Within hours of last Thursday’s exit poll projection of a hung parliament, Google Trends reported a huge uptick in searches for the Democratic Unionist Party. With ten MPs, its best ever performance, it falls upon Northern Ireland’s largest party to prop up Theresa May’s government in what is being called a “confidence-and-supply” arrangement (as distinct from a formal coalition). As an exiled Ulsterman in London, I have found it an unsettling experience to hear the acronym “DUP” whispered anxiously in what I had come to regard as safe spaces.
Jeremy Corbyn and John McDonnell have been hammered for giving succour to the IRA during the worst years of its violent campaign. Now the boot is on the other foot and the Labour Party is swinging it into the DUP-shaped kidneys of May’s much-chastened and diminished government. Ulster “whataboutery” has landed on the mainland. What about 2010, when Labour lost its majority and Gordon Brown sought to make a pact with the DUP in order to stay in office? Repeat ad nauseam.
There are murky elements to the DUP’s past when it comes to extremism; including, on occasions, a troublingly ambiguous attitude to loyalist terrorism. During the Troubles, loyalist paramilitaries were often critical of the DUP for hyping them up and then hanging them out to dry.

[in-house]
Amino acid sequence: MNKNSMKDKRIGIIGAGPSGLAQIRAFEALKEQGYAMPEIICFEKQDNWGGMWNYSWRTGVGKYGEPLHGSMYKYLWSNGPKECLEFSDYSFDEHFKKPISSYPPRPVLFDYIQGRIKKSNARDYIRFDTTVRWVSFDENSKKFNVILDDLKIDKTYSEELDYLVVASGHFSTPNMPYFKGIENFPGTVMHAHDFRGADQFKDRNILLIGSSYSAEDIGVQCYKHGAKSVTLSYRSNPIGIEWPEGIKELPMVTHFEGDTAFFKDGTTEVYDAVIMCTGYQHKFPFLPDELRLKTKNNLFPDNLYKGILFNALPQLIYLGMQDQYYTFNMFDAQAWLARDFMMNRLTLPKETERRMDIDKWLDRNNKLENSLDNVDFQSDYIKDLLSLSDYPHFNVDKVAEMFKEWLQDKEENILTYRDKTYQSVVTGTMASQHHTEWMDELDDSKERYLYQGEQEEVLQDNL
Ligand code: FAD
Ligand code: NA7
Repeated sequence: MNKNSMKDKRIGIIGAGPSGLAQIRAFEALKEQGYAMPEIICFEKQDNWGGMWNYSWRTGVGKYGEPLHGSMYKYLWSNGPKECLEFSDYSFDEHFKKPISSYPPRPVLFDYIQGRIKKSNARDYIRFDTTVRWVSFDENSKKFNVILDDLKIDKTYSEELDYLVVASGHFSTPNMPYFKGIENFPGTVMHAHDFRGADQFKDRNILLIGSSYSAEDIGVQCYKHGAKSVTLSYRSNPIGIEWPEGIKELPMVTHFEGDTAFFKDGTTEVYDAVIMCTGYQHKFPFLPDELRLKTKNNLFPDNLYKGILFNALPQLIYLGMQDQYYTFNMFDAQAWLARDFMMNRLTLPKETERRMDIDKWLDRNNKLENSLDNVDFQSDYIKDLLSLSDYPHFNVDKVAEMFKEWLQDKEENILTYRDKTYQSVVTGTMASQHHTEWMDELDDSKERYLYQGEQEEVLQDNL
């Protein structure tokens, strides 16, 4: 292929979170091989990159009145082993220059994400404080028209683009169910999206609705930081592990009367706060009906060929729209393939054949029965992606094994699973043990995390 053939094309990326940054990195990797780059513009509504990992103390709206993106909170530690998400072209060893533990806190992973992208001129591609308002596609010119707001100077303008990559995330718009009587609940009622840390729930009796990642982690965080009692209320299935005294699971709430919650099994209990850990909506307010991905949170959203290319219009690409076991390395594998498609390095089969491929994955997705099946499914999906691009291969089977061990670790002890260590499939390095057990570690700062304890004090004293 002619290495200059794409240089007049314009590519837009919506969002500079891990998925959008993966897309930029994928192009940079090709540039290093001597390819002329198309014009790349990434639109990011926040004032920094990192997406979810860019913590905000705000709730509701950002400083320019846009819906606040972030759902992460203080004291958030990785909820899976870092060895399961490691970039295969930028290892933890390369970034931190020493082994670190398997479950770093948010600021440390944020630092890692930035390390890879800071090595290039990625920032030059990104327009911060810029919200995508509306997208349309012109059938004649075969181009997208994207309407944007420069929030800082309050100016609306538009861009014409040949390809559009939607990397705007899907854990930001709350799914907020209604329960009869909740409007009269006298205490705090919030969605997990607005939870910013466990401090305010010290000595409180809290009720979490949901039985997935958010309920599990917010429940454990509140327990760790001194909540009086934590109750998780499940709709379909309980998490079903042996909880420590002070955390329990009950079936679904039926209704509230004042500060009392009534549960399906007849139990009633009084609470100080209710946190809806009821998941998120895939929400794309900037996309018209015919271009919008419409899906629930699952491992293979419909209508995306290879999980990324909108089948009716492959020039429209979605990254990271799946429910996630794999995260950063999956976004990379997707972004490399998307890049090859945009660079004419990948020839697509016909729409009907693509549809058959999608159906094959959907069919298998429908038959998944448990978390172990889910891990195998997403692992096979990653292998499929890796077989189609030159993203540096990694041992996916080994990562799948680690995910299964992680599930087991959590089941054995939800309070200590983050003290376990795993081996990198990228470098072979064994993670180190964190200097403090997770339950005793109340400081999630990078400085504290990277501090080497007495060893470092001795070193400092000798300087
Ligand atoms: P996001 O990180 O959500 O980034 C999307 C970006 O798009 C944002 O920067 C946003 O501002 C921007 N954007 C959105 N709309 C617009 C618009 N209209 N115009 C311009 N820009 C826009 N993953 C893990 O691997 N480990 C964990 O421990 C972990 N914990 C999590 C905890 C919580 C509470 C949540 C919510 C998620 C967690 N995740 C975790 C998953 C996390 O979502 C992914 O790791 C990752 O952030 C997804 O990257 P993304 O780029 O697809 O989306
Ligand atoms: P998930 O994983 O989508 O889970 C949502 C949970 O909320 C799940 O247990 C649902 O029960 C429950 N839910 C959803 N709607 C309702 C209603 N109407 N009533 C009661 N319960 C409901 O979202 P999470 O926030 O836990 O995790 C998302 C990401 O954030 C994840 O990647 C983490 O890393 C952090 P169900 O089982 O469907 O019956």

However, it is the DUP’s 21st-century crimes of deep social conservatism that have provoked most outrage among millennials. These include the party’s opposition to gay marriage and support for tighter abortion laws. Several senior Tories have warned about the dangers of being seen to endorse views that could toxify the party’s brand. Chief among them is Ruth Davidson, the Scottish Conservative leader, without whose 12-seat gain in Scotland there would be no Tory government at all.
One of the many unexpected outcomes of this election is that the whole Union is back in play. The DUP is the biggest party in Northern Ireland, and has all but wiped out its more moderate rivals the Ulster Unionist Party, which was once the dominant force.
At the nationalist end of the spectrum, too, Sinn Fein delivered what might be the final death blow to Labour’s traditional sister party, the Social Democratic and Labour Party (SDLP), by gobbling up its two remaining seats at Westminster.
It is a tragic irony of the Northern Irish peace process that it has been reduced to sectarian head-count politics. This was partly, it has to be said, a product of the British government’s eagerness to bring in the extremists who threatened to derail the peace process on its flanks.
In recent years, the Protestant electorate has shown periodic signs of rebellion against the DUP for crass provincialism and incompetence. But when faced with the prospect of Sinn Fein becoming the largest party at this election, the elusive middle-class “garden-centre Prods”, whose children are educated in English and Scottish universities, put their scruples aside and turned out in droves.